Our memories from high school are a bit murky, but if there are two things we remember from government class, it's that Suzy Moorman had an awesome butt and we were really good at carving the anarchy symbol into particleboard. If there are two more things we remember, it's that crime is bad and generally governments at least pretend to fight it. But every once in a while it becomes necessary for a government to bend its own rules a bit ...
5The U.S. Enlisted the Father of Organized Crime to Help Win WWII
During World War II, the best route to invade Italy was by first taking Sicily, and the American brass was eager to obtain any sort of intel that might lube their efforts to give the island a steaming hot freedom injection. Luckily, they had an ace in the hole: the father of organized crime himself, Lucky Luciano, a Sicily-born American citizen who was, at the time, an inmate of the Clinton Correctional Facility in New York.
Luciano was surprisingly patriotic, or perhaps just surprisingly eager to escape: His initial offer was to personally parachute behind enemy lines and act as a liaison for Allied troops, and totally for-realsies he promised to come back to prison when it was all over. Once Naval Intelligence officers finished sharing a healthy belly laugh, they realized that Luciano's involvement -- while perhaps not to the extreme that he'd suggested -- wasn't such a crazy idea after all. His extensive network of Mafia contacts, plus the weight his name carried, could very well help the American military establish covert operations on the island.
The intel provided by Luciano's contacts proved invaluable, as did the doors that opened up with the mere mention of his name (some agents referred to it as a "magic word"). In one daring heist on an Italian naval base, Mafiosos rolled up, peppered the German guards outside with their Tommy guns, blew open a safe containing a veritable paint-by-numbers schematic of the island's defenses, and handed that treasure straight over to the Americans. Gangsters vs. Nazis sounds like a far-fetched Call of Duty mod, but at one point, it was a wartime reality.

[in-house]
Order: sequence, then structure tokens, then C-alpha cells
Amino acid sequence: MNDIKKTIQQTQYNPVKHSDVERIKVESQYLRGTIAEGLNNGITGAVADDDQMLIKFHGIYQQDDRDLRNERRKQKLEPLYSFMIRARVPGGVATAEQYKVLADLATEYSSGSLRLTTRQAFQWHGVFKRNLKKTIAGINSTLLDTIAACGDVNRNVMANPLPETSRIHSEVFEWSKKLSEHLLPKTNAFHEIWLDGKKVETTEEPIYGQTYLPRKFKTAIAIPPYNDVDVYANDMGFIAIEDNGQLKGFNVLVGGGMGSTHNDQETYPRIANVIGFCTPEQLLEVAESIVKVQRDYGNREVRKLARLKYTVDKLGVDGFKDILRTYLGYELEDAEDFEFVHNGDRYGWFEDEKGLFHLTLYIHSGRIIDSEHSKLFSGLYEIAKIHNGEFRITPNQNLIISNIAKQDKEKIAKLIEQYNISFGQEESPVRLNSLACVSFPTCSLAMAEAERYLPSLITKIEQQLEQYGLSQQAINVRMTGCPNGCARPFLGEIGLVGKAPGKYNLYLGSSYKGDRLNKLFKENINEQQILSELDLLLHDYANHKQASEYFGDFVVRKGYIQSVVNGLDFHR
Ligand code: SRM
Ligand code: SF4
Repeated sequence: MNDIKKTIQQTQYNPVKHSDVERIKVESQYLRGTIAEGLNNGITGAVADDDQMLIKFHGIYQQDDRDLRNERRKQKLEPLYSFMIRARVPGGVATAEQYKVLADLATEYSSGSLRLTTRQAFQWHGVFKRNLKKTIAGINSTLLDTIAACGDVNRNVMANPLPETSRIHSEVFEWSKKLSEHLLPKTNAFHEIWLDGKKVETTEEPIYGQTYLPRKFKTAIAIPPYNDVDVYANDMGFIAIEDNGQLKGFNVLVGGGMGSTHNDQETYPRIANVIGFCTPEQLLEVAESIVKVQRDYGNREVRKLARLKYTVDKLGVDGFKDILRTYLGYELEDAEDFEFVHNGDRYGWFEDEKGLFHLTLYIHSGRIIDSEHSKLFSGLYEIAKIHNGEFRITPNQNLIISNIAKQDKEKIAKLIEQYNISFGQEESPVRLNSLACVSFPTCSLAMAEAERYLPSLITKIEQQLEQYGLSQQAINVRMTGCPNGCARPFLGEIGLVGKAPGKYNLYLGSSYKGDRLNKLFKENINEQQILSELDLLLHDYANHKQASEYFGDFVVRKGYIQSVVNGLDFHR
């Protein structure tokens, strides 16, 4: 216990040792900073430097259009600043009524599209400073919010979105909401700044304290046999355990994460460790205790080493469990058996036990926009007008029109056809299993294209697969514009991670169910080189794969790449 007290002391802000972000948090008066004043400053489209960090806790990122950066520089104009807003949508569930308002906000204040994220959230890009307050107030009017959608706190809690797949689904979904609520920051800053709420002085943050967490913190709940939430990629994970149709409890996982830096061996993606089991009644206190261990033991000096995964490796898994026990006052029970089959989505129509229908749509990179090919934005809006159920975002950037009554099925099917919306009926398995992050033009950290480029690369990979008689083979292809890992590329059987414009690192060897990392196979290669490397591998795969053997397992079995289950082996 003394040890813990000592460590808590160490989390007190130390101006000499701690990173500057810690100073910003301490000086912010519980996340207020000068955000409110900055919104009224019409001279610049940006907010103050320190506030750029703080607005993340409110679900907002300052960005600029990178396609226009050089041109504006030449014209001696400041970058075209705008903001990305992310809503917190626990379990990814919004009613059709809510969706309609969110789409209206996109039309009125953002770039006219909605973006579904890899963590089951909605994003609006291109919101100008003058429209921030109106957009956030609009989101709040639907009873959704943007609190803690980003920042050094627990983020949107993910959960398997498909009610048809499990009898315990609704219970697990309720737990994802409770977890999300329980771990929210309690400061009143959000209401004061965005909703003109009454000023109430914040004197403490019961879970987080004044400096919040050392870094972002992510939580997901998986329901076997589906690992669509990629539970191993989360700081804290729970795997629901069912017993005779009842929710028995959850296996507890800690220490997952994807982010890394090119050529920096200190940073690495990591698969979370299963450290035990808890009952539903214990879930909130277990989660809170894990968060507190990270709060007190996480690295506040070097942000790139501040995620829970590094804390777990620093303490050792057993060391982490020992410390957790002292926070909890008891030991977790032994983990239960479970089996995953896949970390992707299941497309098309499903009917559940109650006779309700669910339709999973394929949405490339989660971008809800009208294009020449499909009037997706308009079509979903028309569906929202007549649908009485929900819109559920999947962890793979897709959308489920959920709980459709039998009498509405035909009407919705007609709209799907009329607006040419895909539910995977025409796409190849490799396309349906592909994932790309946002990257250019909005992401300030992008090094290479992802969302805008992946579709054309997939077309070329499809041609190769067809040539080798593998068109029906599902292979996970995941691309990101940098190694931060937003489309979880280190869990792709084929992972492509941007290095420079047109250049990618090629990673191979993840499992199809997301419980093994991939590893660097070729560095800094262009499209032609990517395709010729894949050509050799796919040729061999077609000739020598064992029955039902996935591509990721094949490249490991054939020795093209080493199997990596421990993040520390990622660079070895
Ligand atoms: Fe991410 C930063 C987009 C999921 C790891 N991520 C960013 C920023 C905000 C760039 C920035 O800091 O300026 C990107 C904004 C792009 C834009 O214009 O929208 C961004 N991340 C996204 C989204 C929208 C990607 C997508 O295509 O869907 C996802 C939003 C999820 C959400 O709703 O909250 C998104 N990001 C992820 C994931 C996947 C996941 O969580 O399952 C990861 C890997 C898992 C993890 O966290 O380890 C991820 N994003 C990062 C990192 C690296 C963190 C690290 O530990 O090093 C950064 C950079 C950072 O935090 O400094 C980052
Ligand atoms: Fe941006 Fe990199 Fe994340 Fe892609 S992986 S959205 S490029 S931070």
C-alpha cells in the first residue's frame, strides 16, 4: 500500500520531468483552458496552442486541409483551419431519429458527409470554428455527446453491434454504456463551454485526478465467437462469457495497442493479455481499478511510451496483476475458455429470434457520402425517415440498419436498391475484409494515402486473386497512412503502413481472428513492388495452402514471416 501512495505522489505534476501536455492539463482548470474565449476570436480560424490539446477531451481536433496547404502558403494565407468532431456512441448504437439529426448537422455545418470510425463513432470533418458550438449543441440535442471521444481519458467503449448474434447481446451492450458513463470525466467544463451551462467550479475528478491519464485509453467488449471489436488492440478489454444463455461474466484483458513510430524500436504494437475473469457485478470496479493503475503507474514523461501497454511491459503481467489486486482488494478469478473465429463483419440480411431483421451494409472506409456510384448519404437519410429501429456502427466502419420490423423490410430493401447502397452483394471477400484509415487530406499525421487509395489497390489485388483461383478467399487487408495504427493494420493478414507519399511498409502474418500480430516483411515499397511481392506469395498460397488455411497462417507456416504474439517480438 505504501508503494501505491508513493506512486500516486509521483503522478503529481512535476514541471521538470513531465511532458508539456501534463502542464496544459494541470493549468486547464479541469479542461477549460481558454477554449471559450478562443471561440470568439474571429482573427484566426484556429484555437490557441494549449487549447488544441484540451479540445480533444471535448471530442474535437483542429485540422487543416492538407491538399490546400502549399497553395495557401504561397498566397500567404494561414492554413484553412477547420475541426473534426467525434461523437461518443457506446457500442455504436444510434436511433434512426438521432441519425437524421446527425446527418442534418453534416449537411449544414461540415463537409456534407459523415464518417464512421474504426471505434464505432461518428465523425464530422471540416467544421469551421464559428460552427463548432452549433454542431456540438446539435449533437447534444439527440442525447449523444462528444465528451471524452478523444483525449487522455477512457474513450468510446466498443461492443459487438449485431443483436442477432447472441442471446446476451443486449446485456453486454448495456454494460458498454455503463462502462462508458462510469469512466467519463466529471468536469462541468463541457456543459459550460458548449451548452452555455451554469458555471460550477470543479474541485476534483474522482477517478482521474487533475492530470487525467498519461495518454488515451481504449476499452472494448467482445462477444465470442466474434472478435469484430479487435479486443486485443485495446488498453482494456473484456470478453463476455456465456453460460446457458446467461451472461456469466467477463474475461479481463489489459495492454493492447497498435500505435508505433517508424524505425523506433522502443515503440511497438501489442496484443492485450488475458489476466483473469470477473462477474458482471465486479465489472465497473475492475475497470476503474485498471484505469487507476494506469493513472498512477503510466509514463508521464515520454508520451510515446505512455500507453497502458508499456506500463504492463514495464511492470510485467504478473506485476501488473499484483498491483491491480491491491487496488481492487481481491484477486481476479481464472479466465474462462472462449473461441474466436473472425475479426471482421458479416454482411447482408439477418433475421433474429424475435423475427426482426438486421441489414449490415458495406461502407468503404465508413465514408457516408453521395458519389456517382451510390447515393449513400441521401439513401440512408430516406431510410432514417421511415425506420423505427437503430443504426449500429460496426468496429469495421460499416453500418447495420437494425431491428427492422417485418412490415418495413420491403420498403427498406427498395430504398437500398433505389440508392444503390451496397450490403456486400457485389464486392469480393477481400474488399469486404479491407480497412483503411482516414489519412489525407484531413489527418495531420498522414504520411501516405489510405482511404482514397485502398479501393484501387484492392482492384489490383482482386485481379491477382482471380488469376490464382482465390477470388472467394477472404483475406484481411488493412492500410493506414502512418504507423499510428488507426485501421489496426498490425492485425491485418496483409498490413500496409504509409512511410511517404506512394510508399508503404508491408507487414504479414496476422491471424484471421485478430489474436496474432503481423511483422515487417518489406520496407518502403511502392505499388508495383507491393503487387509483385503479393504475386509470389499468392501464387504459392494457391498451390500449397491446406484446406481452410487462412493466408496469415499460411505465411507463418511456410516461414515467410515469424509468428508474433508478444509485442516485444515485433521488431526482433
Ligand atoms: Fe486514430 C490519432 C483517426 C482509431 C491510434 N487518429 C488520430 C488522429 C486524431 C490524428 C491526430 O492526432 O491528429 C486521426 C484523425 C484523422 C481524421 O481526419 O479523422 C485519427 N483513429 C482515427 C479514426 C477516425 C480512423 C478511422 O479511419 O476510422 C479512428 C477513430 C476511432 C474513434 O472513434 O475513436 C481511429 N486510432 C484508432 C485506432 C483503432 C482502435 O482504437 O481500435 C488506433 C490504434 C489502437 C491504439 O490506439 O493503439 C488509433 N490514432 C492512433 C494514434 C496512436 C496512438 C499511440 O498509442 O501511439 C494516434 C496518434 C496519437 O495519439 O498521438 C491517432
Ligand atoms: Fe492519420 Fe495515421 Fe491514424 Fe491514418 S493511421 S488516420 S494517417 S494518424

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Jazz hands beat Sieg Heil! Fix your rock-paper-scissors style accordingly.
Just over a month after troops landed, Operation Husky -- the Allied liberation of Sicily -- was complete. Luciano didn't get to parachute to freedom like he wanted. The poor guy had to settle for walking to freedom instead, like a chump: After the war, in exchange for his assistance, the U.S. canceled his 50-year prison sentence -- the only catch being that he had to head to Italy, never to return to the U.S. Lucky presumably cried himself to sleep every night in a Mediterranean villa, surrounded by gorgeous women who liked wine almost as much as they liked bad boys and war heroes.
4The Union Encouraged Counterfeiters to Collapse the Confederate Economy
Samuel Upham was a small-time Philadelphia shopkeep during the Civil War. One day in 1862, customers swarmed his store looking for copies of The Philadelphia Inquirer -- he simply couldn't keep the paper on his shelves. When he asked one customer what all the hullabaloo was about, the customer pointed to the front page, where the paper's editors had printed a $5 Confederate note. People in the North had never seen themselves an honest-to-goodness Confederate note before -- yes, as unfathomable as it seems, there was once a time before Google Image Search.
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"If you're curious about what anatomy looks like, please visit the produce aisle."
Cartoon dollar signs popped into Upham's eyes. He purchased the printing plate for the bill from the Inquirer and made thousands of copies. Now, it's important to note that these weren't counterfeits: Upham was careful to print "Facsimile Confederate Note," along with his name and address, at the bottom of each one. You know, right where it could easily be trimmed off, making the bill virtually indistinguishable from the real thing.
Before long, Upham was offering them countrywide via mail order -- he even expanded his product line to offer pretty much any denomination a collector might fancy. His reproductions were so good that some unscrupulous fellows could have waltzed right into the South and used them to purchase whatever the hell they wanted ... which, of course, is precisely the type of thing that unscrupulous fellows did. It's estimated that Upham singlehandedly produced $15 million in fake Confederate cash -- about 3 percent of the entire Southern economy.
And 60 percent of the economy not made of human flesh.
Of course, you can't run a counterfeiting operation of that size without attracting the attention of the Feds, and Upham soon found himself under the scrutiny of the U.S. government. Presumably after nervously sweating in the foyer for a few hours, trying to figure out if he could kill himself with a fountain pen before the Union could prosecute him, Upham finally came face to face with the secretary of war, Edwin Stanton ... who allegedly simply tossed him a supply of authentic Confederate banknote paper.